Oh, and the story is quite good. Time travel has been done time and again, to death really, which makes it all the more remarkable that Pegasus Prime has an engaging and often genuinely dramatic story. The character acting is also top-notch, even the androids. This game is so old that the actor who plays the chief antagonist (Dr. Eliot Sinclair) has since died. The game is dedicated to him. But it helps put Pegasus Prime in perspective, adventure game-wise.
Which, at long last, brings us to Arthur.
"What? What's the matter?"
Nothing, Arthur. I was just telling the folks about you.
"Folks? If I hadn't just run a bioscan on you I'd really be worried about you, Gage."
No, Arthur does not appear in Pegasus Prime, or in any other iterations of the first game of the Journeyman series. You do, however, run across him in the second game, Buried in Time, and then he fully blossoms in the third entry, Legacy of Time. In Legacy he becomes a sort of Microsoft Agent character on steroids. You can tone him down but he is fairly irrepressible. Yet, he grows on you. He is, of course, the AI character embedded in your jump suit (after you find and install him, that is, in Buried). He can't compete in the looks department with the AI chip chick in Pegasus, but he has personality in spades.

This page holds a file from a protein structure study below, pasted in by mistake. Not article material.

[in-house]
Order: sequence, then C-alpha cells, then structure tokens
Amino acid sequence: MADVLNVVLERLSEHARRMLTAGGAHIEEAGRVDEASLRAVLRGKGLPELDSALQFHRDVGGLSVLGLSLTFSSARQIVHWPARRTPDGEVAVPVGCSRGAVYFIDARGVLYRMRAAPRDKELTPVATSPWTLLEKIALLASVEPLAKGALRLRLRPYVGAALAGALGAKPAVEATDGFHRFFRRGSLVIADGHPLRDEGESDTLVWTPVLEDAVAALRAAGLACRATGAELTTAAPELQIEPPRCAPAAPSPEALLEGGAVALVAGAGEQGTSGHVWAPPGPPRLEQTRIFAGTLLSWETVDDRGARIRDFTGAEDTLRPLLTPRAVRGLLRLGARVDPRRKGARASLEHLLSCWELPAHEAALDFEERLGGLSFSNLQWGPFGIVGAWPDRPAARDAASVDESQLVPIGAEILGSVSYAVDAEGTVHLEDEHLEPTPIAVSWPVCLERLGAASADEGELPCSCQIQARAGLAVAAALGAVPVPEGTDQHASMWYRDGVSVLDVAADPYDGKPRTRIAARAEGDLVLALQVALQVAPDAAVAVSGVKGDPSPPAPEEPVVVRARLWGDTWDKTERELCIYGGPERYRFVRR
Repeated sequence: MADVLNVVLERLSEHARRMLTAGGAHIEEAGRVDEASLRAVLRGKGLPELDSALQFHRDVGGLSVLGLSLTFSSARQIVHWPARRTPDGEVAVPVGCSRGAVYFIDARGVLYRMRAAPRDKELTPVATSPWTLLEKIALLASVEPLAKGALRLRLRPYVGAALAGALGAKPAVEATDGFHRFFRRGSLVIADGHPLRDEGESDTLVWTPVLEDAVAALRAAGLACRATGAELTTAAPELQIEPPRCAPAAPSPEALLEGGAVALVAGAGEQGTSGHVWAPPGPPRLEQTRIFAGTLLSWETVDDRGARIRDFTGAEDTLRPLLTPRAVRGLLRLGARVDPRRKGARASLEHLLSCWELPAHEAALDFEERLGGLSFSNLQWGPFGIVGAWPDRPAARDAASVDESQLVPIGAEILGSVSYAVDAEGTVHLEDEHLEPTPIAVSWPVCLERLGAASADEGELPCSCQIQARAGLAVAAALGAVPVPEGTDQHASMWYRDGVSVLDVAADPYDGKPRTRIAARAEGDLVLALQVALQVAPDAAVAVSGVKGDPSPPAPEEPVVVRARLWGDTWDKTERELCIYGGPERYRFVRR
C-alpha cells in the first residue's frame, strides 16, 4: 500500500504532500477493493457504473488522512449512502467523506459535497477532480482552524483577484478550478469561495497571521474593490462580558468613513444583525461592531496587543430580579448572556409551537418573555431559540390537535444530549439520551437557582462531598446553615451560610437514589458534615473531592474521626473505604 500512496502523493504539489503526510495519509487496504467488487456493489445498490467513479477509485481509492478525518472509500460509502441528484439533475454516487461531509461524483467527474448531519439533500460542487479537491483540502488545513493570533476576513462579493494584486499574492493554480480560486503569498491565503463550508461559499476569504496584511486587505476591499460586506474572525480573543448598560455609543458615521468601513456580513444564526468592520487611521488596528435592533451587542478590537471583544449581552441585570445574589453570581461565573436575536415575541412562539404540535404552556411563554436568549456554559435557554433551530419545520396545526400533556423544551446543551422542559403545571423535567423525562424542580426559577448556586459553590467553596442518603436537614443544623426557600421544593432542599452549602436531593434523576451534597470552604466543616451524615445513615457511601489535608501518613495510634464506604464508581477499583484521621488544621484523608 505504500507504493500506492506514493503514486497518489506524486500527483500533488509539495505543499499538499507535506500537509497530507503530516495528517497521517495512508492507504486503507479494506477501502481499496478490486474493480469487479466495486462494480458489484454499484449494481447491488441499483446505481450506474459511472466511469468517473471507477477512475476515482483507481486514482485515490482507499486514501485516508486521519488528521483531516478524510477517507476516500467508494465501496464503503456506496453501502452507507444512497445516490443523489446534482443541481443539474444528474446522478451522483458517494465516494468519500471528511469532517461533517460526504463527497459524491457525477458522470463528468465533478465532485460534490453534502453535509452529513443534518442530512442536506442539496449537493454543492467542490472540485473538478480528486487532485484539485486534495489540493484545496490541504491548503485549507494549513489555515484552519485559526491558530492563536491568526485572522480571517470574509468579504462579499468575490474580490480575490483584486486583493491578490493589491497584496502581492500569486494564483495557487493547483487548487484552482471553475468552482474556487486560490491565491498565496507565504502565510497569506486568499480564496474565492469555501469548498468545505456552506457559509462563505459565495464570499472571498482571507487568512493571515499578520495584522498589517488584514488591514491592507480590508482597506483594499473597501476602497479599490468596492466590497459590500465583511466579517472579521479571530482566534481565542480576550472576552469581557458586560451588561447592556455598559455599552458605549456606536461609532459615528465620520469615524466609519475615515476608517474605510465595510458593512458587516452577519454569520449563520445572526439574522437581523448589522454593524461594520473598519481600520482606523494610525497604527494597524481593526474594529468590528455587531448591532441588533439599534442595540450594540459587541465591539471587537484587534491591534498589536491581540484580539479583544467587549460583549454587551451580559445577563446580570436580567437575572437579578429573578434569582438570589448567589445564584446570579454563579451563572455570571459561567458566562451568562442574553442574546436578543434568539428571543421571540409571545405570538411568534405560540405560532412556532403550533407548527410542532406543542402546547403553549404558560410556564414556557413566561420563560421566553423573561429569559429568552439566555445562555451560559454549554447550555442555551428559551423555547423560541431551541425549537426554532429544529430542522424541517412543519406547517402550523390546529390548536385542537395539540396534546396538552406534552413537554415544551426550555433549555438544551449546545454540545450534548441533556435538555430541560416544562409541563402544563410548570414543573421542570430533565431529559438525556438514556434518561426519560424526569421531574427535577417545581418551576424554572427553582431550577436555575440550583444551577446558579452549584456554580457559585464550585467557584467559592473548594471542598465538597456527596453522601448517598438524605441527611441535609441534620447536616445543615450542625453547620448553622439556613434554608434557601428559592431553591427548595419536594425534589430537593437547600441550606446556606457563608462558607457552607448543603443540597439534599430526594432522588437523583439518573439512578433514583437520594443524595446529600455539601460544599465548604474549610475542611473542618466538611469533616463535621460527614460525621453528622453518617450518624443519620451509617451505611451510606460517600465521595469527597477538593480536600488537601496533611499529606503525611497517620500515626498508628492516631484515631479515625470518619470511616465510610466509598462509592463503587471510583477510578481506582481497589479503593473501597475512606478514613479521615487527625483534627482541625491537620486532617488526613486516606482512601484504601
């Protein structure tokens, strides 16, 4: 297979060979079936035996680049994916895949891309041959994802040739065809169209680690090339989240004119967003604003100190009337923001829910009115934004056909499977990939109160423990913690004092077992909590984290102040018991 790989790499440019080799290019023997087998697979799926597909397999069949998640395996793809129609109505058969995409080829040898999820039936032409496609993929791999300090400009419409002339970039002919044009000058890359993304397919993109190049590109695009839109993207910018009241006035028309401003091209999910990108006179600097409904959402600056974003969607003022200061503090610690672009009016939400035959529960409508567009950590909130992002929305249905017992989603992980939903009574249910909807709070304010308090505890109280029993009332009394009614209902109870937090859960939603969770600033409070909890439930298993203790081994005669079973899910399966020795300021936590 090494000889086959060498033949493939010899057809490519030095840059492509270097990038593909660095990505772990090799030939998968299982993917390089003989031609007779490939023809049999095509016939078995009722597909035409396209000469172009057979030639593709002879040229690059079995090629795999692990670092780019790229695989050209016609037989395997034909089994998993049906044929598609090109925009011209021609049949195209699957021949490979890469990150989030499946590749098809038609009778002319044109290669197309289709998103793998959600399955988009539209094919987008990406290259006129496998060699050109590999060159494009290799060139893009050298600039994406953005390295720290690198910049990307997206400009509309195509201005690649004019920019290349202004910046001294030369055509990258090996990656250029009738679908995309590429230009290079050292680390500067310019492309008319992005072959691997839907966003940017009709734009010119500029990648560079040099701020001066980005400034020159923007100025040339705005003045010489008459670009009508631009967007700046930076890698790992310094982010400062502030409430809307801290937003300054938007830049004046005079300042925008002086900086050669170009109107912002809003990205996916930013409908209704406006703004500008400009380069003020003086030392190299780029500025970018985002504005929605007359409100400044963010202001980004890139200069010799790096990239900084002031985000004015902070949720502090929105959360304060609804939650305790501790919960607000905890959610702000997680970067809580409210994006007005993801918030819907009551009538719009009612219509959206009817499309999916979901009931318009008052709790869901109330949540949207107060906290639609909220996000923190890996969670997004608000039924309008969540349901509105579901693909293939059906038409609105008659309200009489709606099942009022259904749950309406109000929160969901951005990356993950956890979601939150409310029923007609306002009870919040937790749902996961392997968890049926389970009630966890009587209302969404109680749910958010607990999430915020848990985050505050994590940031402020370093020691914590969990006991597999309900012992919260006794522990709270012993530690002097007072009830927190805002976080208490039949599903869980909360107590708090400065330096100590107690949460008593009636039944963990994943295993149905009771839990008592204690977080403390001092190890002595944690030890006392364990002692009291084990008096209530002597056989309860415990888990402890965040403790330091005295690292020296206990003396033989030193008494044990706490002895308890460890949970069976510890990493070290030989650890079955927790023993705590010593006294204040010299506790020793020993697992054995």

I came to the Journeyman series somewhat late (circa 2001). I started with game three, then went backwards to two and finally one. Appropriate enough for a time-travel story, I suppose. So I was quite familiar with Arthur from Legacy when I, to my total surprise, unearthed him in Buried. It was really a fairly remarkable adventure game "moment." Something I don't think I'd ever experienced before -- coming unexpectedly upon a familiar character.